NCF: ‘Shocking’ lack of Covid tests for supported living residents

Just 1.3 per cent of supported living services or extra care housing schemes in England operated by National Care Forum (NCF) members are getting access to the single round of Covid testing promised by the government, according to a survey.

The leading member association of social care providers for the not-for-profit sector said the “shocking” lack of testing for supported living and extra care schemes tainted recent progress in residential care homes.

“We call on the government to build on the success of the whole home testing initiative in care homes and to widen the rollout of testing across other care settings, to include supported living and extra care housing,” said the NCF.

“Improvements are still needed to increase the speed of getting back test results to make sure testing remains an essential part of the fight against Covid-19,” it added.

The NCF survey completed by care providers operating 1,240 care and support services throughout England found very high levels of whole home testing across services, with 99 per cent of care homes taking part in this programme when eligible.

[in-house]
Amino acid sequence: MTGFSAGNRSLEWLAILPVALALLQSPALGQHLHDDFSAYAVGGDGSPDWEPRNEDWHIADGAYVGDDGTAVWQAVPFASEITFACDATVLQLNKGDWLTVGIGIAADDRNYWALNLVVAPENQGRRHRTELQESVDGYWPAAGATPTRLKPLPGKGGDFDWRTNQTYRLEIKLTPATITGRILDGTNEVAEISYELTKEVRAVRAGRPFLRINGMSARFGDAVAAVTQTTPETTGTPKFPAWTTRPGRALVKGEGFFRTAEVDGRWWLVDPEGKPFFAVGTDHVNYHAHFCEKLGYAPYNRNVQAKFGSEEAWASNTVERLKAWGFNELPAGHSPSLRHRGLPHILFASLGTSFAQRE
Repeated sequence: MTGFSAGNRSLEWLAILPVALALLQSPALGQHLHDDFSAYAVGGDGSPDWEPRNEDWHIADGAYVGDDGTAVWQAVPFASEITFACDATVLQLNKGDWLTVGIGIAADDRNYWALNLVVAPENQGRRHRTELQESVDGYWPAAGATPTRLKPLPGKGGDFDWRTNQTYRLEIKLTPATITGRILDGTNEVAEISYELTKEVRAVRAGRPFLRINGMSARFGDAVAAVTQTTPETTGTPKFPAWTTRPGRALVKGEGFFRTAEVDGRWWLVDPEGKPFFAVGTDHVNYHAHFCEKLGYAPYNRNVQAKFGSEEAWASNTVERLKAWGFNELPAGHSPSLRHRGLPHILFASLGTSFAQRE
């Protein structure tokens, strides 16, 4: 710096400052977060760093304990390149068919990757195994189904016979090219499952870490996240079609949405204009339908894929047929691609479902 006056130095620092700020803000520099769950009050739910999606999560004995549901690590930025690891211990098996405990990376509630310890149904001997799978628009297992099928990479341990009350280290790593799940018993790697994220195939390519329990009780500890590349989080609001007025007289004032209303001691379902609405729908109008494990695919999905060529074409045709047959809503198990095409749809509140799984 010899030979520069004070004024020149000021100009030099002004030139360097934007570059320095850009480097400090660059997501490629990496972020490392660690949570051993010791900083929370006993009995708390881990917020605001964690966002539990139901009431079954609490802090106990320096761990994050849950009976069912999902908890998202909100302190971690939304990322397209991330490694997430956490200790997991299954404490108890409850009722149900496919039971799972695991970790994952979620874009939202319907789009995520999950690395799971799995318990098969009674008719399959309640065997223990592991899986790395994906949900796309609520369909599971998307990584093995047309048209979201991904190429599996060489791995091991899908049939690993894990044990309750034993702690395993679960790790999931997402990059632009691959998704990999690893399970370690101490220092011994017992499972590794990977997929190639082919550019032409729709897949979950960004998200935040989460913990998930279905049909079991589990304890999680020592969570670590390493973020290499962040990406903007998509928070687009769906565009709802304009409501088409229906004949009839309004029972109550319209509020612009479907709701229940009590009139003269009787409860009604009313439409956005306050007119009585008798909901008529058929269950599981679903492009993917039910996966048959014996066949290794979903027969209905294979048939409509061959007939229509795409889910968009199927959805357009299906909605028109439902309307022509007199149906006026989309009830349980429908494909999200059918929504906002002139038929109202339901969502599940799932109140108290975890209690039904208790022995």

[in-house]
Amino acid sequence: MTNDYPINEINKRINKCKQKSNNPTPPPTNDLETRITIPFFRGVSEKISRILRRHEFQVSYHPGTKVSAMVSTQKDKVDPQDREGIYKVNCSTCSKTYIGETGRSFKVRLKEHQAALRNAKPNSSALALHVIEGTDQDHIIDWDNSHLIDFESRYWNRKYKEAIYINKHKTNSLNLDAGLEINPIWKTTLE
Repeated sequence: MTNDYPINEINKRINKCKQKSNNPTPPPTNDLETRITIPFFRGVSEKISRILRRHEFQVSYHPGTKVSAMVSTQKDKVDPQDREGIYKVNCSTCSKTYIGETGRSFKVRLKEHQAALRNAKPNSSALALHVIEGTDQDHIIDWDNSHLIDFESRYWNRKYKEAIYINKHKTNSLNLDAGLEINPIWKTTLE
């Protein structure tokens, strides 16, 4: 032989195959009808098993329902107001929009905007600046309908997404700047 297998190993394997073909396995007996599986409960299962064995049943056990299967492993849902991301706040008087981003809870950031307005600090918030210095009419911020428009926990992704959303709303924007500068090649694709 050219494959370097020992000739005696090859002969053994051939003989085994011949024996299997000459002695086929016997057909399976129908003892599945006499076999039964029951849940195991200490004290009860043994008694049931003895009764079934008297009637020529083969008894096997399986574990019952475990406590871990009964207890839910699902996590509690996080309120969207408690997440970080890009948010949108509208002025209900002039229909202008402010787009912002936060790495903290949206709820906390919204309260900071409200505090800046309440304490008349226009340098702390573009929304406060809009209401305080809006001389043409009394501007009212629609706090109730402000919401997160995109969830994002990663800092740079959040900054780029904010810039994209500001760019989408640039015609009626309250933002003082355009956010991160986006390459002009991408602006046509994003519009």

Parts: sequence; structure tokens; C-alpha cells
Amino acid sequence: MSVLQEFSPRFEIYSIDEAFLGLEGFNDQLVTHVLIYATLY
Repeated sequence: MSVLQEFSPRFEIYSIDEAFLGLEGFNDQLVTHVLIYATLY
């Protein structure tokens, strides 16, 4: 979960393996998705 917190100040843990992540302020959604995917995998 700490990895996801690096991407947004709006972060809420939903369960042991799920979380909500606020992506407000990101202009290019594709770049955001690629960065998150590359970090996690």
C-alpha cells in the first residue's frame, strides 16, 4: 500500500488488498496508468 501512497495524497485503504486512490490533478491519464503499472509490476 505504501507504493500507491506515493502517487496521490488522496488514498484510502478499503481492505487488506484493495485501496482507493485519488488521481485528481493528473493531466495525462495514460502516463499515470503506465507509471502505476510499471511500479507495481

Of the providers responding to the survey there is a low incidence of testing failure, with only 2 per cent of tests returned for retest and 1.2 per cent not returned.

The NCF however said the speed of obtaining test results remains an issue, with only 24 per cent of care providers are receiving Covid test results within 48 hours.

The survey meanwhile found 94 per cent of care services are actively taking steps to facilitate family and friends visits and, on average, are spending around £4,000 per care home to make visits possible. 

That is an additional cost that is currently being covered by care providers as the Infection Control Fund is not sufficient to meet the demands currently placed on the fund, the NCF said.

In addition, the survey found 99.9 per cent of respondents were having to purchase additional PPE themselves in order to meet their requirements.

The survey also found 95 per cent of respondents thought there would be an impact to their financial performance in the next financial year 2021-2022, with over 80 per cent forecasting a decline in revenue and almost 95 per cent forecasting an increase in costs.

Furthermore, care home providers had seen a decrease in occupancy to an average of 85 per cent from an industry average of 89-90 per cent in 2019.

The survey, which covers the period 1–31 October, also found the average level of vacancies reported by NCF respondents is 10 per cent and the average absence rate is seven per cent.